U.S. Justice Department Opens Antitrust Probe of IBM

Investigating mainframe computer business

The Computer and Communications Industry Association (CCIA) said on Oct. 8 that the U.S. Justice Department has opened an antitrust investigation into computer giant IBM over its mainframe computer business.

The inquiry into IBM was opened on the basis of a complaint by CCIA, which was formed over 30 years ago to battle market dominance by "Big Blue." A CCIA spokeswoman said the complaint detailing allegedly abusive practices by IBM in the mainframe business was submitted to the Justice Department by the CCIA in September.

She said the association, whose members include many large U.S. technology companies but not IBM, had been informed by a member firm that it had received a formal request for information known as a Civil Investigative Demand (CID).

She quoted CCIA president Ed Black as saying: "It's a fair assumption DoJ wouldn't be sending these (CIDs) if they didn't think there's a broad pattern of abusive conduct."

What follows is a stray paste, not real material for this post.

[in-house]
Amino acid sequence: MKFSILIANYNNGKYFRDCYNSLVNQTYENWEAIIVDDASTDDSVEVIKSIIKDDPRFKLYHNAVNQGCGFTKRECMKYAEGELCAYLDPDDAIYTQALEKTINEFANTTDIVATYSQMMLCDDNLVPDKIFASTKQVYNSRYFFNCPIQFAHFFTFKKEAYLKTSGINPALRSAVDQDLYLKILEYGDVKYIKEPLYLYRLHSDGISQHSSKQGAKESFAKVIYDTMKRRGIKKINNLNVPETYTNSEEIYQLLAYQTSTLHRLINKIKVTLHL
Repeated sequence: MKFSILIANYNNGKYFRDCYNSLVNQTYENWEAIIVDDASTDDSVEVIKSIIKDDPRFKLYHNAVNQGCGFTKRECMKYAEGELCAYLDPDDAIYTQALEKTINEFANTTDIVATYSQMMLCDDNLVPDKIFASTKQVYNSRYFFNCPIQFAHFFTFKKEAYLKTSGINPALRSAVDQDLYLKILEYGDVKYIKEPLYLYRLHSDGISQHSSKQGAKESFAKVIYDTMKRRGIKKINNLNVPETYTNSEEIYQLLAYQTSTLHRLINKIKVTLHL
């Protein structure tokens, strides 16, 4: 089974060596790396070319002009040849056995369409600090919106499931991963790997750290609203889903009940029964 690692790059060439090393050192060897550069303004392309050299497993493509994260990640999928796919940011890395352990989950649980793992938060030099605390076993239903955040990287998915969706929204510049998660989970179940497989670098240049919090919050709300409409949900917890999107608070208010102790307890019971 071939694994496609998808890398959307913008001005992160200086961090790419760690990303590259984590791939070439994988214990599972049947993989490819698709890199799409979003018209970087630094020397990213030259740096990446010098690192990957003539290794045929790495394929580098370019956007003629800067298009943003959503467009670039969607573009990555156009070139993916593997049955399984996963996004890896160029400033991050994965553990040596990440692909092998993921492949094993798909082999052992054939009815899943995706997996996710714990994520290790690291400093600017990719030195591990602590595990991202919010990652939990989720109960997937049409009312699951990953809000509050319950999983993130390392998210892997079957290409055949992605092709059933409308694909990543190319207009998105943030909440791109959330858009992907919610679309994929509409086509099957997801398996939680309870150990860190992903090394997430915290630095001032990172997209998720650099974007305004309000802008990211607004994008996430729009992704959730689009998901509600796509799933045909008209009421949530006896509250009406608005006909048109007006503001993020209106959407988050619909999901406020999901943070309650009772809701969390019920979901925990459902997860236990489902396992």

The spokeswoman said the CCIA believed other companies have also received CIDs from the Justice Department related to the complaint against IBM or were about to do so.

The Justice Department has also been in touch with European Commission officials about the investigation, she said.

The Justice Department and IBM were not immediately available for comment.

More than 80% of the world's government and corporate data is stored on computer mainframes, with 95% of Fortune 1000 companies using IBM hardware for the job, according to the CCIA.

Copyright Agence France-Presse, 2009

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